The great stamp duty rip-off
Despite the recent changes to stamp duty that has offered a reduction in the rate for both first-time-buyers and home movers (albeit at a lower saving) in reality, things are not as they seem. Yes, the savings for a first-time-buyer may be as much as £6,750 for them, which will invariably swollen up by other costs, including higher mortgage payments and invariably higher prices being charged by developers, the reality of this fiscal disgrace is rather different.
Landlords have to pay an additional 3% stamp duty for additional properties………..but not always!
At a time when Landlords are exiting the market en-mass, after being subjected to a campaign against them, including the implementation of an additional 3% Stamp Duty levy, that is forcing smaller Landlords out of the market, there is another development that has been happening quietly over the last few years.
Just as individual investors have been hit in every way possible, the corporations have been given a gift, because the higher stamp duty rate (the additional 3%) does not apply to those in a position to buy six or more properties at the same time!
What we are witnessing is the largest upwards shift in wealth in history. Whilst individual investors are being run out the BTL market, Lloyds Bank has been on a mission to become the largest Landlord in the UK by 2025.
This disparity in the stamp duty is not only having a serious effect on small Landlords, but it also affects small developers, who have to factor in an additional 3% stamp duty as part of their costs when they wish to renovate a property, invariably passing on the cost to buyers, if they can. Therefore, this is precious little encouragement for investors to improve or renovate the hundreds of thousands of properties in the UK, that are in dire need or improvement. The result being that many properties that could be brought in to the market for renters or first time buyers are being left empty or unfit for purpose.
What is UK Stamp Duty?
Stamp Duty Land Tax (SDLT) is a progressive tax usually paid when purchasing a residential property in England and Northern Ireland (there’s a separate Land & Buildings Transaction Tax that applies in Scotland and Wales).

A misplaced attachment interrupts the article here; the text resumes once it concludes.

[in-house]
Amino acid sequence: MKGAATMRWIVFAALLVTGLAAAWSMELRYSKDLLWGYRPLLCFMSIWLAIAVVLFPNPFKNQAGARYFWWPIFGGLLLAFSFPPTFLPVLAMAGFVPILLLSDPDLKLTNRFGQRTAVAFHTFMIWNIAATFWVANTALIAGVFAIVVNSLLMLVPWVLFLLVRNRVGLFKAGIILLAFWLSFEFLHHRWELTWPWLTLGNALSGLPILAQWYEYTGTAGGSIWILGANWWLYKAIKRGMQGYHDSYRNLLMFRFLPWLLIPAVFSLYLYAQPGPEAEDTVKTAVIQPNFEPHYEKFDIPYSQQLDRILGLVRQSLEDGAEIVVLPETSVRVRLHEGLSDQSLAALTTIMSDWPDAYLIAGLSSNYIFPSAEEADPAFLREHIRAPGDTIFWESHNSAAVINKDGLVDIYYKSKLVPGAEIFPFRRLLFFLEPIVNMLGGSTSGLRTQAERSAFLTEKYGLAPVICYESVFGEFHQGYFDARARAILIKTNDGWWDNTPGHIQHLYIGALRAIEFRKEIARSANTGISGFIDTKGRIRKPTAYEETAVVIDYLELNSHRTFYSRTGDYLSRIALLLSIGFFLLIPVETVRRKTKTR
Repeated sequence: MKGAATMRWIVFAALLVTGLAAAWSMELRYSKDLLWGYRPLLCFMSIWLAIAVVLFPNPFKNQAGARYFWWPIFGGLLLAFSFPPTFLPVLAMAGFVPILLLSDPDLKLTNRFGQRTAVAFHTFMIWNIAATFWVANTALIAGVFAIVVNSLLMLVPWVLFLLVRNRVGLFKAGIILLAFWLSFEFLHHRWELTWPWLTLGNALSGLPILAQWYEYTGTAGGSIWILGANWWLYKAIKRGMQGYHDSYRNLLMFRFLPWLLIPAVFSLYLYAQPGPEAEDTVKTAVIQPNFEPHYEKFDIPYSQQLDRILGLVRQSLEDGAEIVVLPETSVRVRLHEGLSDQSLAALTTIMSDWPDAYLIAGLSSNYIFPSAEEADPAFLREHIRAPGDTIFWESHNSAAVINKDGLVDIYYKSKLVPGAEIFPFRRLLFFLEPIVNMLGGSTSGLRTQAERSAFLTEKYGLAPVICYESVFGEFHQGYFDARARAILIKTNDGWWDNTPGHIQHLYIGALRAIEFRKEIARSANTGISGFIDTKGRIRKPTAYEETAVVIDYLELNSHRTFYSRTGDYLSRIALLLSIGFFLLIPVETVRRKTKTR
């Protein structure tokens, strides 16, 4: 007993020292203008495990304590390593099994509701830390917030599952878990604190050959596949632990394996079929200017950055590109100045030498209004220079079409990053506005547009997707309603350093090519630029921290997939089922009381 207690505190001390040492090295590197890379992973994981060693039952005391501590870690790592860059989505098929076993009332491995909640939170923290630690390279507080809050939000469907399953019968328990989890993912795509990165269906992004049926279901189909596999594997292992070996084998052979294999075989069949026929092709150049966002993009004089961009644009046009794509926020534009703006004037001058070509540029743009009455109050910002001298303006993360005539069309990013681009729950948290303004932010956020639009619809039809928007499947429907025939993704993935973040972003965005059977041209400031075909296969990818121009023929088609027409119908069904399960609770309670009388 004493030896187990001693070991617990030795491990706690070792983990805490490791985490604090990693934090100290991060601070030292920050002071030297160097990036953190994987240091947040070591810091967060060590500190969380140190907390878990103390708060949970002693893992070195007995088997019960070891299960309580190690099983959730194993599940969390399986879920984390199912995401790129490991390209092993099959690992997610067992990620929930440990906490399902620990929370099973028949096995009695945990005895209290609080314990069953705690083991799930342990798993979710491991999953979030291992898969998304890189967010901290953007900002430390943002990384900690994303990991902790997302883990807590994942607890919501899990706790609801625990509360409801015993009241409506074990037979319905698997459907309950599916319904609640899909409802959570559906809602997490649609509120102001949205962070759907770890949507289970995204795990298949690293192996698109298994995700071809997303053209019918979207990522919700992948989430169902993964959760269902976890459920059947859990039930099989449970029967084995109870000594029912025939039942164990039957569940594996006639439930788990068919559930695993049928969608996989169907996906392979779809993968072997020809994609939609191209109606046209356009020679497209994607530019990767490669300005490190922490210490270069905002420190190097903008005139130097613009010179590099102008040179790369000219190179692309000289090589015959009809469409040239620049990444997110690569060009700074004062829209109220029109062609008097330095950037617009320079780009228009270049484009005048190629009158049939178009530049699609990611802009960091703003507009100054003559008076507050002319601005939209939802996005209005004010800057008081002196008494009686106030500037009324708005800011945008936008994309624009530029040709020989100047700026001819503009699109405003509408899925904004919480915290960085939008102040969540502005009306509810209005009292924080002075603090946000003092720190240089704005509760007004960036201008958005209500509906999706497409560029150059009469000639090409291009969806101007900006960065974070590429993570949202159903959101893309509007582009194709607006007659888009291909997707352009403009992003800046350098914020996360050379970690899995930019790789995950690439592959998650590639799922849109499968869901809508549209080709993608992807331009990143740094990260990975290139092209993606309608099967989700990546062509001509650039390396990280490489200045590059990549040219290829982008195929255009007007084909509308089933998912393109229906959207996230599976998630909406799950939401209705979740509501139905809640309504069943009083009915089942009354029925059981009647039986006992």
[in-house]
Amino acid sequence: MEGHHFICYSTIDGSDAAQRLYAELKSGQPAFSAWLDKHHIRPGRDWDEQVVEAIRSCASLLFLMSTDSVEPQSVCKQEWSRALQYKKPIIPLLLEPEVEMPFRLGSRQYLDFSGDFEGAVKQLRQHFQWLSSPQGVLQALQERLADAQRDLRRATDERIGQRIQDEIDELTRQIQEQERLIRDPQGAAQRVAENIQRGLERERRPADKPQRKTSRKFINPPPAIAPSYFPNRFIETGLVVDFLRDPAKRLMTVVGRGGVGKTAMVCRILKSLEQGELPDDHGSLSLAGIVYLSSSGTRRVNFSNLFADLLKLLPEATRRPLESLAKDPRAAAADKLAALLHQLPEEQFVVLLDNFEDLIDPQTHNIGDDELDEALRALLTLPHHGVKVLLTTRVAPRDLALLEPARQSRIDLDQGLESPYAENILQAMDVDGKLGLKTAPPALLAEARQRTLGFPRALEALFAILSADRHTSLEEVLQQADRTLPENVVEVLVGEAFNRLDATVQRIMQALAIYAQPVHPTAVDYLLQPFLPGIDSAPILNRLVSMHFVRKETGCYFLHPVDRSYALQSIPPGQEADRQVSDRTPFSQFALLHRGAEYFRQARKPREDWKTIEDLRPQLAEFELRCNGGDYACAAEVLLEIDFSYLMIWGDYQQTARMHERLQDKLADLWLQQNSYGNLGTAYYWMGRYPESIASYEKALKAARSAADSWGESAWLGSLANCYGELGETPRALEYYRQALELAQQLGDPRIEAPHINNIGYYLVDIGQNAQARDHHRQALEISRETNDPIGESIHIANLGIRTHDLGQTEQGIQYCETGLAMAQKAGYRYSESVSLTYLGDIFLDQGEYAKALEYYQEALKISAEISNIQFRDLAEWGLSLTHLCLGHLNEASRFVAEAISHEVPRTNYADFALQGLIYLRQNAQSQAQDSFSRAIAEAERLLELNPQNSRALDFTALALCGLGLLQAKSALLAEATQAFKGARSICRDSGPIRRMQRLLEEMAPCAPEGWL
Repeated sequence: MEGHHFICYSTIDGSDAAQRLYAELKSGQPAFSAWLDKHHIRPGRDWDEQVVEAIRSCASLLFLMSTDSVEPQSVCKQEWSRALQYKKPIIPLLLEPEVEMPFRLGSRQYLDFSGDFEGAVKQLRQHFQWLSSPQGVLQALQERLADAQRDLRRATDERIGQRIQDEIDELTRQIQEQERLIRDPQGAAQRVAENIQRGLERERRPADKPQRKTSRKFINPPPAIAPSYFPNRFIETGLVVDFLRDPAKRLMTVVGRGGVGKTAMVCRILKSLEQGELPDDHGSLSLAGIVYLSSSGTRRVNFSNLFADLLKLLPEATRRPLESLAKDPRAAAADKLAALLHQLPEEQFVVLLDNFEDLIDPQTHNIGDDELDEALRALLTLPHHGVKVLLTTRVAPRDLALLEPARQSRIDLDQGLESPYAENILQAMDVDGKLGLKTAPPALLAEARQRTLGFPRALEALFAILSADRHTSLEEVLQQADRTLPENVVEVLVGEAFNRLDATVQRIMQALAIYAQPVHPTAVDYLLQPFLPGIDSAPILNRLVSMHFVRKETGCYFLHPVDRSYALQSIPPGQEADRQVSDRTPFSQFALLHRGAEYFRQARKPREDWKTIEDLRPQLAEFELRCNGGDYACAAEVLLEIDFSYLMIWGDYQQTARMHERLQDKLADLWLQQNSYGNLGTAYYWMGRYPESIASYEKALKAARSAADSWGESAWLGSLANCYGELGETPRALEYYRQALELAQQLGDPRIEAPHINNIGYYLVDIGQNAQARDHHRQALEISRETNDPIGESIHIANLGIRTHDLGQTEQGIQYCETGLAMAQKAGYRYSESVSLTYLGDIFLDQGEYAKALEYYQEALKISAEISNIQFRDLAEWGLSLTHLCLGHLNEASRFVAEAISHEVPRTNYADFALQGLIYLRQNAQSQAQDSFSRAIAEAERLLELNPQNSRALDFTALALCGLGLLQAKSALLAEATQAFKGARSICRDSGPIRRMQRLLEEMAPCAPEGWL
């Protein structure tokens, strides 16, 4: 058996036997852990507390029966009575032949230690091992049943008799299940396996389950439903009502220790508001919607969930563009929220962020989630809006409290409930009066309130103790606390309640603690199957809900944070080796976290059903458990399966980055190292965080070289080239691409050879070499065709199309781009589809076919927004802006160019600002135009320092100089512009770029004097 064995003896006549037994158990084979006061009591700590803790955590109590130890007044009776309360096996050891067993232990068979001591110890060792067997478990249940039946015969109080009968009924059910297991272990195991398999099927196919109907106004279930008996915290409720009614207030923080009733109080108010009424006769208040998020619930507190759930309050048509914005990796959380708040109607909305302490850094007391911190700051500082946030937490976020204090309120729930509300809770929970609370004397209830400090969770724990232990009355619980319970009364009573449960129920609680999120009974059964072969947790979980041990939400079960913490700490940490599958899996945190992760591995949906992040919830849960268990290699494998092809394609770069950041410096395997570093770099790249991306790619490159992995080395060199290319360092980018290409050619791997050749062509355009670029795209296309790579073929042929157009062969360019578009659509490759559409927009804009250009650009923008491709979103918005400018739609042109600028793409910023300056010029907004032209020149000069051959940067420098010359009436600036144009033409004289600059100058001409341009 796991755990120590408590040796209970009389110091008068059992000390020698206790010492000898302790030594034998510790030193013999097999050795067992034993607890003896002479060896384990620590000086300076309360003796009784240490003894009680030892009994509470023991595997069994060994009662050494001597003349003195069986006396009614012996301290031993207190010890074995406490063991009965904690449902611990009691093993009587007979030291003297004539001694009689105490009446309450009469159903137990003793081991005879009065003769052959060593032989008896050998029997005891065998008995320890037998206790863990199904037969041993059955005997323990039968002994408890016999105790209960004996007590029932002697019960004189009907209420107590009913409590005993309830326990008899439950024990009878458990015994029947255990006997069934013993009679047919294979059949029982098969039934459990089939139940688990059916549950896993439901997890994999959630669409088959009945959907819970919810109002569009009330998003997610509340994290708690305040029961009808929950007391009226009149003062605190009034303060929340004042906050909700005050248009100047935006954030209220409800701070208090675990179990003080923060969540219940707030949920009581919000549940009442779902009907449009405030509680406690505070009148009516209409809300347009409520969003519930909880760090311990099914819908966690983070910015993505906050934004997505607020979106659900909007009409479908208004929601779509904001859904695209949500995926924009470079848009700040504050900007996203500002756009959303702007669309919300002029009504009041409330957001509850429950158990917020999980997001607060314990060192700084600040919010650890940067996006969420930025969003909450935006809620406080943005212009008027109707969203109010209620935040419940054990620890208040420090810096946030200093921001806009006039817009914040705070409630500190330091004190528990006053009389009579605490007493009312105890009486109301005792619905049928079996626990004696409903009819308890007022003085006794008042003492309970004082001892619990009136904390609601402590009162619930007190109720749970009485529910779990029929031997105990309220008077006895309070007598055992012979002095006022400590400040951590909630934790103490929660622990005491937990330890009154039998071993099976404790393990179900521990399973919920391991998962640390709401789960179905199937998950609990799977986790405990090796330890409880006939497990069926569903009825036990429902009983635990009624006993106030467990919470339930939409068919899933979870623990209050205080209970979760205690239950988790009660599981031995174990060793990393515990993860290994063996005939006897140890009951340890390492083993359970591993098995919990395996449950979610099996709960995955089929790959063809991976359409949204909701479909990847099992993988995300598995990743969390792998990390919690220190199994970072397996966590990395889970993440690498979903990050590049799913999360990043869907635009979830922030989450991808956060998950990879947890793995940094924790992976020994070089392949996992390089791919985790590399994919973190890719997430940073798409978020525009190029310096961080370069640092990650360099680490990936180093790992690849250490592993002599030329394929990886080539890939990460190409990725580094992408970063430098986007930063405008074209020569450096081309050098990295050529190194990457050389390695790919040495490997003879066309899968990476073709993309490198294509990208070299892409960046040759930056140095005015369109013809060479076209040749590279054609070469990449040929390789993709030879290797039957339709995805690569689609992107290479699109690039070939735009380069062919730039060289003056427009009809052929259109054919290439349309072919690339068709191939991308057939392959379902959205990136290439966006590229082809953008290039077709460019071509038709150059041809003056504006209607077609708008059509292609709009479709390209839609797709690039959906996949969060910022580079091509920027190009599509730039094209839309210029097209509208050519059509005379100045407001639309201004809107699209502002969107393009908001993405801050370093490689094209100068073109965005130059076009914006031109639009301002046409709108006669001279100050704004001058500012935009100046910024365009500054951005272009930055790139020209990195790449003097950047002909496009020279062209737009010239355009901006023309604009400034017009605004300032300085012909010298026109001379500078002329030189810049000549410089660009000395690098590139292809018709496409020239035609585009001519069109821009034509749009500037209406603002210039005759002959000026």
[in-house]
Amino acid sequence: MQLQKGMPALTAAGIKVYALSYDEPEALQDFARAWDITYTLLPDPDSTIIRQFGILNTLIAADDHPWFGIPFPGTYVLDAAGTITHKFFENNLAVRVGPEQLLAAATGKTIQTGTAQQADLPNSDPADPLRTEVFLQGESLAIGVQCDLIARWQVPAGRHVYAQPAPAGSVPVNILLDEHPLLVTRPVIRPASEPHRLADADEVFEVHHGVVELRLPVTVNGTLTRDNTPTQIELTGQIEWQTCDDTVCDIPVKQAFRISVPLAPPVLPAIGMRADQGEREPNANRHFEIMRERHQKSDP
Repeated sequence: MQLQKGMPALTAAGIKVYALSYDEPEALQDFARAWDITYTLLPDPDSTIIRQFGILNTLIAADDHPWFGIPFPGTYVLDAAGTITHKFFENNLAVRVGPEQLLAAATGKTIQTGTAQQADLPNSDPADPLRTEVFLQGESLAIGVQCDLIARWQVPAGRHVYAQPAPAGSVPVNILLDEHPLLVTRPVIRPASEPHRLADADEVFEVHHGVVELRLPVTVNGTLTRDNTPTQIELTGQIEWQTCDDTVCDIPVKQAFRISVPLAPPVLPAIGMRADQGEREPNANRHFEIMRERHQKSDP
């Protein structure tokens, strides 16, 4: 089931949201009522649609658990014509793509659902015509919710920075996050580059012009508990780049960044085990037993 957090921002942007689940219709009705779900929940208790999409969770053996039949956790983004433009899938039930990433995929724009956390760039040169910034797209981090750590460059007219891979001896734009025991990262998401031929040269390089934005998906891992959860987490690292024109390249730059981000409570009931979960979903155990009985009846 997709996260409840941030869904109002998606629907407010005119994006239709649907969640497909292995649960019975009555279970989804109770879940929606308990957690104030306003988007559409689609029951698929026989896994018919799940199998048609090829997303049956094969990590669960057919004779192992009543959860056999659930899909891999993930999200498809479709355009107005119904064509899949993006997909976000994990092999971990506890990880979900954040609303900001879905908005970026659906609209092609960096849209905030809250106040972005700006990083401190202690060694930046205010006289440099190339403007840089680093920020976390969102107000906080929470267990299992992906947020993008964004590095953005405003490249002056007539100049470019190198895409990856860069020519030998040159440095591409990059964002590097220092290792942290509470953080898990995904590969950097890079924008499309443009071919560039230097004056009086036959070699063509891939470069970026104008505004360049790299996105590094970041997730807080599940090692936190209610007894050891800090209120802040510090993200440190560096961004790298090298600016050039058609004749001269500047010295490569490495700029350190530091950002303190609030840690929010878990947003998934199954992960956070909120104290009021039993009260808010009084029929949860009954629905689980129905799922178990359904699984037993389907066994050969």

When is Stamp Duty paid?
SDLT is payable to the HMRC 30 days from the date of completion or you may risk a fine. Your solicitor or legal adviser should take care of this for you and ensure you don’t miss the deadline. Some buyers prefer to add on the SDLT amount to their mortgage loan. A mortgage provider will be able to give you more details.
Who pays Stamp Duty?
SDLT is paid by everyone purchasing a residential or non-residential property in England and Northern Ireland, including overseas buyers, corporate bodies and non-natural persons.
The higher rate for additional properties applies if you already own a property overseas and different SDLT rates and thresholds apply to non-residential property or mixed-use land.
Is there any relief?
Multiple dwellings relief can be applied to “linked transactions”, which is where a buyer purchases more than one property as part of a single deal, arrangement or series of transactions between the same vendor and buyer (or persons connected with them). The SDLT under multiple dwellings relief is based on the average price paid per dwelling (as opposed to the calculating SDLT on the entire purchase price). For example:
- You buy 5 houses for £1 million
- £1 million divided by 5 gives an average of £200,000
- The amount of SDLT you pay on £200,000 at the higher rate for an additional property is £6,000 (i.e. 3% of £200,000)
- £6,000 multiplied by 5 is £30,000, which gives an effective SDLT rate of 3%
Alternatively, where six or more dwellings are purchased in a single transaction, then the buyer can choose to treat all the properties collectively as a non-residential transaction so that commercial SDLT rates apply. This can sometimes be more favourable than multiple dwellings relief.
Can I reduce Stamp Duty?
As SDLT is only payable on the land purchase, removable fixtures and fittings, or chattels, such as freestanding wardrobes, sofas, fridges, carpets and curtains, are not subject to SDLT and can, therefore, be subtracted from from the total property price. Everything ‘attached’ to property such as light switches technically form part of the property and are subject to SDLT.
If a seller is willing to leave certain chattels, you should agree to pay a reasonable amount between yourself and the vendor and subtract it from the agreed purchase price. Remember to seek advice from a tax lawyer or conveyancer.
As I have said previously, the solution is not a token gesture cut in stamp duty, but a fiscal structure to encourage investment where it is needed, which in this case, is the urgent improvement and renovation of the hundreds of thousands of properties that are unfit for use, as well as the enormous task of improving the energy efficiency of the oldest housing stock in the world. The current policies have done little to help those looking to rent to have access to more property as well as those wishing to buy their first home.
Instead, hard working people are being forced out and the banks along with large institutions are taking control at alarming rates……..this needs to change post haste!